More than a third of women say they’ve experienced sexual harassment in the workplace, according to one report. As an employer, having a sexual harassment policy is crucial in both discouraging inappropriate behavior and protecting yourself if something happens at your workplace. Read on to understand why you need a policy and what should be included.
Why do you need an anti-harassment policy?
First, a good anti-harassment policy acts as a deterrent. With a written policy in place that forbids sexual harassment, identifies behavior that would constitute harassment, and provides employees with methods by which they can report harassment, you’re raising awareness and communicating that the practice will not be tolerated.
Second, without a comprehensive written policy, a company is opening itself up to liability. “If a company does have a procedure and the complainant failed to follow it, or the complainant did follow it and the company also followed it, those can be important defenses in a discrimination case,” says Susan Crumiller, a sexual harassment attorney and owner of Crumiller P.C. in New York City.
What should it include?
There are many ways to design a sexual harassment policy. You could start with a boilerplate example, such as this sample policy. Your policy may need to be tweaked to reflect the unique characteristics of your workplace and employees. (See also this policy on harassmentfrom the U.S. Department of State.)
Overall, there are several things you should consider including:
- A description of sexual harassment:In broad brush strokes, your policy needs to define sexual harassment. For instance, ILO’s example states, “Sexual harassment is unwelcome conduct of a sexual nature which makes a person feel offended, humiliated and/or intimidated.” (There’s more to it, including examples of prohibited conduct, such as sexual comments, stories and jokes, or physical contact such as touching or pinching.)
- A realistic reporting mechanism:If all sexual harassment complaints should be reported to one supervisor—and that supervisor is the one doing the harassing—then a victim has no recourse. “I always suggest policies that include multiple avenues [for reporting],” Crumiller says. For instance, designate multiple staff members who could receive complaints, including a member of human resources.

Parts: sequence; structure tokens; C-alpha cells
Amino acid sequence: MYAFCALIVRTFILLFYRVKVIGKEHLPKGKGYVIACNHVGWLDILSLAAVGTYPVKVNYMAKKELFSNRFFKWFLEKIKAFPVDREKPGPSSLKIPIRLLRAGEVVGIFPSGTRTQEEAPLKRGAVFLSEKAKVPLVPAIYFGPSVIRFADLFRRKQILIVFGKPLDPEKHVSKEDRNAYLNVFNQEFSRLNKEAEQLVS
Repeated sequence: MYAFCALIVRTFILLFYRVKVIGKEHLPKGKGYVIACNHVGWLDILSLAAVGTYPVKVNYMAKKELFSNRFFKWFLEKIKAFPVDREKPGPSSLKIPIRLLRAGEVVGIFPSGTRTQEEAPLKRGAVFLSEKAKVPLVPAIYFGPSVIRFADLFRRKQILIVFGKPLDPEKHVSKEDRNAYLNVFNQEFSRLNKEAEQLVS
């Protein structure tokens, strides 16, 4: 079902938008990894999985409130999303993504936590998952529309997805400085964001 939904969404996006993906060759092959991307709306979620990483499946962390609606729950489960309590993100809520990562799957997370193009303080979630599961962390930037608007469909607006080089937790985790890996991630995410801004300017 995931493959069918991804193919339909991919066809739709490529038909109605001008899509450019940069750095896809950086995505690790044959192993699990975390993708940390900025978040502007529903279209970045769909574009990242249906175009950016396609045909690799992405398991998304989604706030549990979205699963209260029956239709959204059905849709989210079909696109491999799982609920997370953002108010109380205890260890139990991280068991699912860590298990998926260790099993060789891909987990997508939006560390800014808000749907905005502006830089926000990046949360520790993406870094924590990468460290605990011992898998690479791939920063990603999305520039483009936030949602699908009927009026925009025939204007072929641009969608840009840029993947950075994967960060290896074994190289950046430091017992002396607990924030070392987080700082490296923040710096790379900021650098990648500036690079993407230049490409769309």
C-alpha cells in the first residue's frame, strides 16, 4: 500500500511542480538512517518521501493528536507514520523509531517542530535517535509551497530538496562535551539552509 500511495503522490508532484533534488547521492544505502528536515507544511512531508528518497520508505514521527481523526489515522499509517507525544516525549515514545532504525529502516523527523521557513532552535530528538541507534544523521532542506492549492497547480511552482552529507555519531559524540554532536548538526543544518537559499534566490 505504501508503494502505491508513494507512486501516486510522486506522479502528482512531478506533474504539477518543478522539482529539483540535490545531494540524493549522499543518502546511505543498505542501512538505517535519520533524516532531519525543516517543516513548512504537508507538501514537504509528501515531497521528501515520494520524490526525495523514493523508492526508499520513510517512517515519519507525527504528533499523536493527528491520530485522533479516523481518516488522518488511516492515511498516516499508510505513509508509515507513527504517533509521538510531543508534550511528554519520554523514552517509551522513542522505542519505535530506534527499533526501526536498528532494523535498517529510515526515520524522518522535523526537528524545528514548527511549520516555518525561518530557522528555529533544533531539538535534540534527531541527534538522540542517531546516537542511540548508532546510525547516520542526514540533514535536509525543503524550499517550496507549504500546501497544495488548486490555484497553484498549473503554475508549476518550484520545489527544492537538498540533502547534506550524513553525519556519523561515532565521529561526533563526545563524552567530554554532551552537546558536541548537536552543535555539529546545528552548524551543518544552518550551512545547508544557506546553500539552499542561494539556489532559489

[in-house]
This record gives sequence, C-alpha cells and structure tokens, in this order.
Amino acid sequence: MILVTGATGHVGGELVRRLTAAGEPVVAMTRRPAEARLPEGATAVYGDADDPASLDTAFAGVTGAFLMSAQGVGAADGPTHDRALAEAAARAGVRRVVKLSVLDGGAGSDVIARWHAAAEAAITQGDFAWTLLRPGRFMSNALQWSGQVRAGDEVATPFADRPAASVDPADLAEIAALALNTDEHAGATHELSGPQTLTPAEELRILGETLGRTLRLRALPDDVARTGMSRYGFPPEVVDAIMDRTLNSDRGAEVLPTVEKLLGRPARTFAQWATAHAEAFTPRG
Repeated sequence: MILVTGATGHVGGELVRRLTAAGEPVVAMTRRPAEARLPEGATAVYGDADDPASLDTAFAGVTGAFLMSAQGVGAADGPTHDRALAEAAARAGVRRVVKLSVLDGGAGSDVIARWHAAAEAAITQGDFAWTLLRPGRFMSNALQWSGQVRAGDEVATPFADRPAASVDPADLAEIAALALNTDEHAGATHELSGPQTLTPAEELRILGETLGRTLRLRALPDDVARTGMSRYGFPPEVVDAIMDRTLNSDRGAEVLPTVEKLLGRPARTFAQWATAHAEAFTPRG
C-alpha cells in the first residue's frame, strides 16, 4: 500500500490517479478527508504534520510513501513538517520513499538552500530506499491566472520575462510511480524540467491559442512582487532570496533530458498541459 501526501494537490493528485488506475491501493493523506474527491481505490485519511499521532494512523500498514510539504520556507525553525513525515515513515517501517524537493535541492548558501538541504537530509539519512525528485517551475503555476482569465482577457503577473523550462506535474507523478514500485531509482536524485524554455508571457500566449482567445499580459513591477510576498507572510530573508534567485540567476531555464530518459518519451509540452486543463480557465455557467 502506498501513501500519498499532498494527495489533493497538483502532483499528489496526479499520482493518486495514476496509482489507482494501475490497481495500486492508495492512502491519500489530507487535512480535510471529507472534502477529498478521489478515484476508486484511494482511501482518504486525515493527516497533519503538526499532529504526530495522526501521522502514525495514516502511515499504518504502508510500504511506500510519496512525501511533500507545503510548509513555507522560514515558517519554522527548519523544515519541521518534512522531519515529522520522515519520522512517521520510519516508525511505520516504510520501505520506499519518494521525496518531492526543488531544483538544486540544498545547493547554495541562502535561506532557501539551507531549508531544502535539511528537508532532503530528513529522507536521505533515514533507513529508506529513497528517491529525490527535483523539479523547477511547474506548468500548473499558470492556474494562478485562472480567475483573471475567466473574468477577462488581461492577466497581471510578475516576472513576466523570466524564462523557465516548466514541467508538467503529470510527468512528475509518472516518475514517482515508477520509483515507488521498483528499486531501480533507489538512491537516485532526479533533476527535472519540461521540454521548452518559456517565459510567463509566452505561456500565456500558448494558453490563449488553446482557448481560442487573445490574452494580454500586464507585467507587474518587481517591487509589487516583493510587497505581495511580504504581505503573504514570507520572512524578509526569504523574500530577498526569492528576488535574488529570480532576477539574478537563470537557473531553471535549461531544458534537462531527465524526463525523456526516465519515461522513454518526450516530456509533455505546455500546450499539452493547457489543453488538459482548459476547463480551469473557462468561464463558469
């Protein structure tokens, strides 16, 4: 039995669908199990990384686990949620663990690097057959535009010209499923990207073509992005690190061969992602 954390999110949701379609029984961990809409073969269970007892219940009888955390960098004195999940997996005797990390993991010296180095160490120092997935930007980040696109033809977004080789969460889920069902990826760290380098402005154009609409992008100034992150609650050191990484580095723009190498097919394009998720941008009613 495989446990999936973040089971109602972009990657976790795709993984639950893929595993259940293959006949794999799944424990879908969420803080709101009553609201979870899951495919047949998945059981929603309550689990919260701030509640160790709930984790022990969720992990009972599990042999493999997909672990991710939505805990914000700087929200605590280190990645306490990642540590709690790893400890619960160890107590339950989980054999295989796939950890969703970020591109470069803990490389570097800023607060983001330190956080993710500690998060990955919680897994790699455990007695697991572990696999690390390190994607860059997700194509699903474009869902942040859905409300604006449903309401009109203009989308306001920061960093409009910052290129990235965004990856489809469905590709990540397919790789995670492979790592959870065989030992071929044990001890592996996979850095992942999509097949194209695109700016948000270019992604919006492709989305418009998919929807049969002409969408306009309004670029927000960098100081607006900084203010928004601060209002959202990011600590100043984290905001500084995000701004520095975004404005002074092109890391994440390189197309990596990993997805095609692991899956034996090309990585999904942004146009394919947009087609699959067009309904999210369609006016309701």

- A planned course of action:What will happen to employees who violate the sexual harassment policy? It should be clear that they will be subject to discipline, although the extent to which you get into the details is up to you. “The policy should be pretty general on this,” says Matthew Lockaby, a labor and employment attorney in Lexington, KY. “You don’t want to get hamstrung if the same person has complained for the 30th time that year, but you do need to take every complaint seriously, and you do need to take action.” For instance, you might list the sanctions that may apply to someone who’s been found to have sexually harassed someone else, including a verbal or written warning, a transfer or a dismissal.
- A strong reporting policy:If employees feel that they are experiencing sexual harassment, they should be encouraged to report it. Managers and supervisors must take all complaints seriously, and if they witness sexual harassment, they must report it. “I advise clients to encourage their employees to report any such conduct that they’ve witnessesd and any credible accounts of such conduct,” Lockaby says. “In the end, it’s best for the employer to know than not know, and best to encourage employees to err on the side of reporting.”
- Strict anti-retaliation provisions: It must be clearly and unequivocally stated that retribution for either first-party or third-party reports will not be tolerated. Retaliation occurs when a manager (or someone else) fires, demotes or harasses someone for filing a complaint or speaking up about discrimination.
- A confidentiality clause:Although you can’t promise complete confidentiality, you can state that you’ll treat complaints as confidentially as possible and that information will be kept secure.
What else is important?
There are two vital requirements for an effective sexual harassment policy. First, the company must support and believe in it. “The most important thing a company’s sexual harassment policy must include is not within the policy itself, but an actual intention to care about eradicating sexual harassment,” Crumiller says. “A written policy means nothing if it’s not followed.”
Second, all employees must be trained effectively, on both sexual harassment prevention and on the policy itself. Because despite the procedures you’ve put in place, employees might report to the wrong people—and those people should understand how to handle that complaint and where to go with it. Supervisors must understand how to maintain confidentiality. And all employees must know not to be dismissive.
“I tell my clients, ‘Your policy is only going to be as effective as you are at implementing it,’” Lockaby says. “If you don’t respond to complaints, no one is going to take advantage of it.”
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